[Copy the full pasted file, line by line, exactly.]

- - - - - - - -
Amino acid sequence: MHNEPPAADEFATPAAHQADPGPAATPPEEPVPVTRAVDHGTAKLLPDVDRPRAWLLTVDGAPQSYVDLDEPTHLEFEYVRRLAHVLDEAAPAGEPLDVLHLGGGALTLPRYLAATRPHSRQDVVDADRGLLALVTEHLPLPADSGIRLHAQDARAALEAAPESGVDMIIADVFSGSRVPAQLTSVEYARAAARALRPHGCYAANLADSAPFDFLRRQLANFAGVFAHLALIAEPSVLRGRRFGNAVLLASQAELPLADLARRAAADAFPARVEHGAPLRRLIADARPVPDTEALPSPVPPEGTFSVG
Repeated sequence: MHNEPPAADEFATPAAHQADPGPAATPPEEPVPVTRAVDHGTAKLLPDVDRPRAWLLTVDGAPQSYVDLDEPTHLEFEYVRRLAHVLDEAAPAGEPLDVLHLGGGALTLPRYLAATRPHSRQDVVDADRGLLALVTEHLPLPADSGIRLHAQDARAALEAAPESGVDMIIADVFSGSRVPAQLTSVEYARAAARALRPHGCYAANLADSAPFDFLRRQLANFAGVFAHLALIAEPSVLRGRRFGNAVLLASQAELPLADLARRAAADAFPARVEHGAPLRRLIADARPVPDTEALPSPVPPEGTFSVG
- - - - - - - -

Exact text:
Amino acid sequence: MHNEPPAADEFATPAAHQADPGPAATPPEEPVPVTRAVDHGTAKLLPDVDRPRAWLLTVDGAPQSYVDLDEPTHLEFEYVRRLAHVLDEAAPAGEPLDVLHLGGGALTLPRYLAATRPHSRQDVVDADRGLLALVTEHLPLPADSGIRLHAQDARAALEAAPESGVDMIIADVFSGSRVPAQLTSVEYARAAARALRPHGCYAANLADSAPFDFLRRQLANFAGVFAHLALIAEPSVLRGRRFGNAVLLASQAELPLADLARRAAADAFPARVEHGAPLRRLIADARPVPDTEALPSPVPPEGTFSVG
Repeated sequence: MHNEPPAADEFATPAAHQADPGPAATPPEEPVPVTRAVDHGTAKLLPDVDRPRAWLLTVDGAPQSYVDLDEPTHLEFEYVRRLAHVLDEAAPAGEPLDVLHLGGGALTLPRYLAATRPHSRQDVVDADRGLLALVTEHLPLPADSGIRLHAQDARAALEAAPESGVDMIIADVFSGSRVPAQLTSVEYARAAARALRPHGCYAANLADSAPFDFLRRQLANFAGVFAHLALIAEPSVLRGRRFGNAVLLASQAELPLADLARRAAADAFPARVEHGAPLRRLIADARPVPDTEALPSPVPPEGTFSVG